The Turnbo Manuscripts

by Silas Claiborne Turnbo

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By S. C. Turnbo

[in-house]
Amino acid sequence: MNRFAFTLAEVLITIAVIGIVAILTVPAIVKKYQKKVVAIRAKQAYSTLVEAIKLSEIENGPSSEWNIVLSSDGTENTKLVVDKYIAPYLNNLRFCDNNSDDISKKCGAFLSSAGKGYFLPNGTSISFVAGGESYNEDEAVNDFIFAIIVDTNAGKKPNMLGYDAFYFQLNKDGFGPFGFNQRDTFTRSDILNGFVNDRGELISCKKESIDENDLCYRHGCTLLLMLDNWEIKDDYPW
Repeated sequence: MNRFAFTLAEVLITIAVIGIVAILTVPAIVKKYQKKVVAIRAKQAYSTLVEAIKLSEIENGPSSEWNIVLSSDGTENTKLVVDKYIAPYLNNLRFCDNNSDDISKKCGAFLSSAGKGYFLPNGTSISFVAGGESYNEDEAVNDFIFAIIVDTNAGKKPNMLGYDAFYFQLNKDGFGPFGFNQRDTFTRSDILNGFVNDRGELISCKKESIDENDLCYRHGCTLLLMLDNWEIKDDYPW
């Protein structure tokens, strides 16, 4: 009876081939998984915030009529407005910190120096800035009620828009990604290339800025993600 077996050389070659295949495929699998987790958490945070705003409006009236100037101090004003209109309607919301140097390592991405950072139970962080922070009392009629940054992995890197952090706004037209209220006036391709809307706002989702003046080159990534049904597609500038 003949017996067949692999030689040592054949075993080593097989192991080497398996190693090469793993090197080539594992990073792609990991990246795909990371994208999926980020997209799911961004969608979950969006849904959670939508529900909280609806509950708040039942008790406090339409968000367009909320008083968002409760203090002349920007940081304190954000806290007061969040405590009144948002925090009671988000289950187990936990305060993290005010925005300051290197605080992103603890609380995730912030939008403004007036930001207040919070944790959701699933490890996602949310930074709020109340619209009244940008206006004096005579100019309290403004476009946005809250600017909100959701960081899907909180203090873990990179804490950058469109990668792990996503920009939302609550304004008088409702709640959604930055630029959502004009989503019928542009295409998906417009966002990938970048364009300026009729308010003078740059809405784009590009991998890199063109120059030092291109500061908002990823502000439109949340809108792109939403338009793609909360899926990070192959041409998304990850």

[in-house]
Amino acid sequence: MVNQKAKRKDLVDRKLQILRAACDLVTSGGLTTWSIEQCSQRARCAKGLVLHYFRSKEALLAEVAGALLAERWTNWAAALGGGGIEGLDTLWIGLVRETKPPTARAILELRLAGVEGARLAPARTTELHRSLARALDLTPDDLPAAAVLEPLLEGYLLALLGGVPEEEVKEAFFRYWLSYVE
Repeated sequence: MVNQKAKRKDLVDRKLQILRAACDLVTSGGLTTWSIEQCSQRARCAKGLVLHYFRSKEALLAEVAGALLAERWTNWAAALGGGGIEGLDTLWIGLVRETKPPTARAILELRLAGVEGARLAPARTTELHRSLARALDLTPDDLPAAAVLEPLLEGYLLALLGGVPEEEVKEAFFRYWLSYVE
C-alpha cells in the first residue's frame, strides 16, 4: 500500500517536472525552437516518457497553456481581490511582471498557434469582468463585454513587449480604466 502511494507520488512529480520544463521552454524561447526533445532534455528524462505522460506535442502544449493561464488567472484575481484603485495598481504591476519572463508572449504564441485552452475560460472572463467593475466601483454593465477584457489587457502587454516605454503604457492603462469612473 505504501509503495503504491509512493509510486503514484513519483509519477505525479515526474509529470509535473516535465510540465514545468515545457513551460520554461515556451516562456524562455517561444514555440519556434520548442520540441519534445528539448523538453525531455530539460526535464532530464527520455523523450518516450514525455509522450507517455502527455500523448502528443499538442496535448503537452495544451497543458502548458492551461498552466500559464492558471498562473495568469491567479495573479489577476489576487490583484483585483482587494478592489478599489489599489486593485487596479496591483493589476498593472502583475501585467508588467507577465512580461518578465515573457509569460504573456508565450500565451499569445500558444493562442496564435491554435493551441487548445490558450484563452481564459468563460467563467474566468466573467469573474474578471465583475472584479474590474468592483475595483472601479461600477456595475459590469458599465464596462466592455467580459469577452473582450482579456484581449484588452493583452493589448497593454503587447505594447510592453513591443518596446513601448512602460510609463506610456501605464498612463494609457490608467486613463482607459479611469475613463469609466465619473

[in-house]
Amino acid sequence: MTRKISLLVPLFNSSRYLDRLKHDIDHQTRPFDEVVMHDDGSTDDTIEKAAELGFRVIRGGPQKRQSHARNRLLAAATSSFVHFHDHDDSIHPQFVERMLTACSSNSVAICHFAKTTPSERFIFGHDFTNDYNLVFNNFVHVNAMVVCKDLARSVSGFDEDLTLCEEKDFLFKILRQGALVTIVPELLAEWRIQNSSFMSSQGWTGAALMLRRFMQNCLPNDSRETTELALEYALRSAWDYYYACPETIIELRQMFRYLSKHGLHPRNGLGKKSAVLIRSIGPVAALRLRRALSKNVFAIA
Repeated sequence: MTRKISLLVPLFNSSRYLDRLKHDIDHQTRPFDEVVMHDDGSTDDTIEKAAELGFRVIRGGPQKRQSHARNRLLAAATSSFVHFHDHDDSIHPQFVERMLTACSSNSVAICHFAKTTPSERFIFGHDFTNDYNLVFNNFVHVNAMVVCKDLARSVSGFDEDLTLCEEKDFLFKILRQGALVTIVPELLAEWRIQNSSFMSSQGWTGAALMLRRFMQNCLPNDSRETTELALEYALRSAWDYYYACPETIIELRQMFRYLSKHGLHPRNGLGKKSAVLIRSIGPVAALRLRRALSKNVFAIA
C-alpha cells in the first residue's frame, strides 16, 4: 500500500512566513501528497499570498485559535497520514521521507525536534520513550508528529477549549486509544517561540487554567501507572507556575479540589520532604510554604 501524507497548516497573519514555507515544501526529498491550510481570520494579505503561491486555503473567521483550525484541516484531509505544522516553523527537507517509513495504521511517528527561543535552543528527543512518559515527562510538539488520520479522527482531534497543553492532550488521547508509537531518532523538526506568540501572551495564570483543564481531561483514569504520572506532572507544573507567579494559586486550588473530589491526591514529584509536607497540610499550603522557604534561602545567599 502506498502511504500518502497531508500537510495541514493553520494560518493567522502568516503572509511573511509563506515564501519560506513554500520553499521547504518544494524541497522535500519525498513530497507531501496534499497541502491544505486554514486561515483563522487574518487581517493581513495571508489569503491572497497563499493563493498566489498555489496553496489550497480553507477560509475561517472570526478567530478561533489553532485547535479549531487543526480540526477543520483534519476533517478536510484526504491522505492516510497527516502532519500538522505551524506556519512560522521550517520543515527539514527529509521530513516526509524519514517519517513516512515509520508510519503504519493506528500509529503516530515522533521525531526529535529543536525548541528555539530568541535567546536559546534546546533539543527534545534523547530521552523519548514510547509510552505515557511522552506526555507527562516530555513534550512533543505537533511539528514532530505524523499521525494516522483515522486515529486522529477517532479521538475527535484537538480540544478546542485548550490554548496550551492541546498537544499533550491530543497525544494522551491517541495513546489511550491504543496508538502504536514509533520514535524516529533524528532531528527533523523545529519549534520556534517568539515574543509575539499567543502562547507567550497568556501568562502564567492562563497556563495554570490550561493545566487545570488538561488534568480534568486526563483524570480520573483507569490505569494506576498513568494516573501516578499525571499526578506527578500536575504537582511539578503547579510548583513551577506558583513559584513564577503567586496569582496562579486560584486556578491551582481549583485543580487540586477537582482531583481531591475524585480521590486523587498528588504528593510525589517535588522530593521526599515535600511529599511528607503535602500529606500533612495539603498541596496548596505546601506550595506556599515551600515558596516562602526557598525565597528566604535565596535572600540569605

One day in 1854 Sam Magness, who lived on the right bank of White River in Franklin Township, Marion County, Ark., had a smokehouse made of round logs. Mr. Magness had invited several of his neighbors to the raising. It was customary to have plenty of whiskey on the ground at a gathering, but Sam did not lay in any liquor that day for the use of the old timers that were present, for he belonged to the Freewill Baptist Church and for that reason he deemed it proper to touch whiskey very light. Sam Magness was very jovial and was good at running a joke on his friends and they would work many ways to get even with him in the funny line. Among those present at the raising of the building was Hugh Magness, a brother of Sam’s, and Tom Fisher. Mr. Fisher and Sam’s brother Hugh, or Mat as he was commonly known, were as fun loving as Sam was. Shortly before they finished topping off the house the men found that they needed another rib pole and Hugh Magness and Tom Fisher told Sam they would go and cut down a small tree for a rib pole which they found 200 yards from where the men were at work. But before felling the tree they discovered a large wasp nest hanging to a small limb of the tree. The nest was as large as a common sized washpan and was covered with wasps. As soon as the two men saw the nest they decided to play a serious prank on Sam and after cutting down the tree they waited until the wasps had settled back on the nest. They managed to cut off the log at the proper length and called Sam to help them carry it to where it was needed. The nest was in a few feet of the little end of the log and the boys knowing that Sam was in the habit of going to the small end of a log when it was required to be lifted they pushed the small end of this log right up to the nest and concealed the nest from view by placing a small limb bull of green foliage over the nest without disturbing the wasps. When Sam Magness reached the two men he says, "Boys, by sentimental set fire to your lazy scissors, why didn’t you bring this log yourselves. You could have carried it very easy." And going to the small end of the pole he stopped down and raised it up before the other men had time to pick up the butt end. As he was raising the log up he disturbed the nest of wasps and they swarmed around him and a few of them stung him. At this he dropped the log and yelled and fought the wasps with his hands with great fury. Then snatching his hat from his head he kept up the fight in a desperate way until some of the wasps got entangled in his hair and he now darted toward the house. A number of the enraged wasps followed him and he struck at them as he ran. A few of them pursued him to the house where he struck right and left with his hat until he was nearly give out. In the meantime his brother Hugh and Tom Fisher could not stand up for laughing and lay rolling on the ground in great merriment and the other men catching on to what was up were no less amused at the man’s actions and the noise he made. It was not funny to Sam though, he was furious and after the wasps had all left him and the other two men had ventured back, Sam says to them in an angry mood, "By sentimental set fire to your trifling lazy souls, you got me into this trouble on purpose and I’ll get even with you some day. You mark if I don’t." Some of the men said that Sam on arriving at the house found that a few of the wasps were determined to stay with him and while he was fighting at them so furiously he says to his wife, "Elmira, raise a puncheon and let me under the floor and maybe the sentimental things will leave me." But instead of lifting up a puncheon his wife went to work with a garment as a weapon and helped her tormented husband fight the wasps away. It was several days before Sam got in a good humor with Fisher and his brother and in the meantime they dare not raise the subject in his presence.

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